Just after Abraham Lincoln won the presidential election of 1860, South Carolina seceded from the Union. By Lincoln’s inauguration on March 4, 1861, a total of seven states had left the Union. In his inaugural address, President Lincoln declared these secessions legally void and vowed to maintain possession of federal facilities for the United States of America. Just over five weeks later, on April 12, 1861, Confederate troops tested Lincoln’s words when they commenced the shelling of Fort Sumter. The fort was surrendered to Confederate troops on April 13, 1861. Word of the shelling of Fort Sumter reached Chambersburg by telegraph, and Franklin County would never be the same.
Andrew Curtin, Pennsylvania Governor throughout the war, visited Chambersburg a number of times during the Civil War. Another connection to the Pennsylvania Governor: Mary Ritner, the widow of Abram Ritner and proprietor of the boarding house where John Brown stayed in Chambersburg, was the daughter-in-law of abolitionist and anti-Masonic Governor Joseph Ritner.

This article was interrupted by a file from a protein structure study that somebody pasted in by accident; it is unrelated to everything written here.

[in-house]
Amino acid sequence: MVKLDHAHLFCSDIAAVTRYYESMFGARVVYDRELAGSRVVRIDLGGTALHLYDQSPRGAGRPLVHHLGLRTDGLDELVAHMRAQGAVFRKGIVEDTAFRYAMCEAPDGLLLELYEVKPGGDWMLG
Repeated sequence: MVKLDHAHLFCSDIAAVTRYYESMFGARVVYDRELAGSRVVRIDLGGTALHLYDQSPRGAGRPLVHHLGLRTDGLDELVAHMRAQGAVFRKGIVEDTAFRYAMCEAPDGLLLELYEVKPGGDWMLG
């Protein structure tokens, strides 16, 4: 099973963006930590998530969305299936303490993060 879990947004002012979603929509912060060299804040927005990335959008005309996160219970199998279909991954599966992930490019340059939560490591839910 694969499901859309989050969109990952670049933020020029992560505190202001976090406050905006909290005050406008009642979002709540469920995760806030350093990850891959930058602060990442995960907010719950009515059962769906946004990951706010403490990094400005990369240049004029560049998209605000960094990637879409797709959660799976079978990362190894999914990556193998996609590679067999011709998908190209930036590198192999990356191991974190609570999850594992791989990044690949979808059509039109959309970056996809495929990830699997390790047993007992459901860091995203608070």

General Samuel Wiley Crawford, a native of Franklin County, commanded a battery at the bombardment of Fort Sumter and was the surgeon on duty. Crawford was born near Fayetteville, about six miles east of Chambersburg, off Route 30, and was Franklin County’s highest ranking officer in the Civil War. Wounded at the Battle of Antietam in September 1862, he recuperated in time to play a role in the Battle of Gettysburg where his command the Pennsylvania Reserve Division and assisted in driving Confederates from Little Round Top on July 2, 1863.
A few days after the surrender of Fort Sumter to Confederate troops, president Abraham Lincoln met with Pennsylvania Senator Simon Cameron, General Winfield Scott, and Colonel Alexander K. McClure, a Chambersburg lawyer and newspaper editor, who was a key leader in the Pennsylvania Republican party. Lincoln requested their aid in securing 75,000 troops to defend the Union. By the end of April, Chambersburg was readying for a Maryland attack. Maryland, a border state, was a slave state yet did not secede from the Union. Fortunately, the attack did not materialize, but troops amassed in the Franklin County seat. By May 1, about 3,000 Union soldiers were camped in and around Chambersburg. By June 1, the number increased to 8,000. Within another week, the army encampment at Chambersburg swelled to 20,000. Chambersburg became a military staging ground.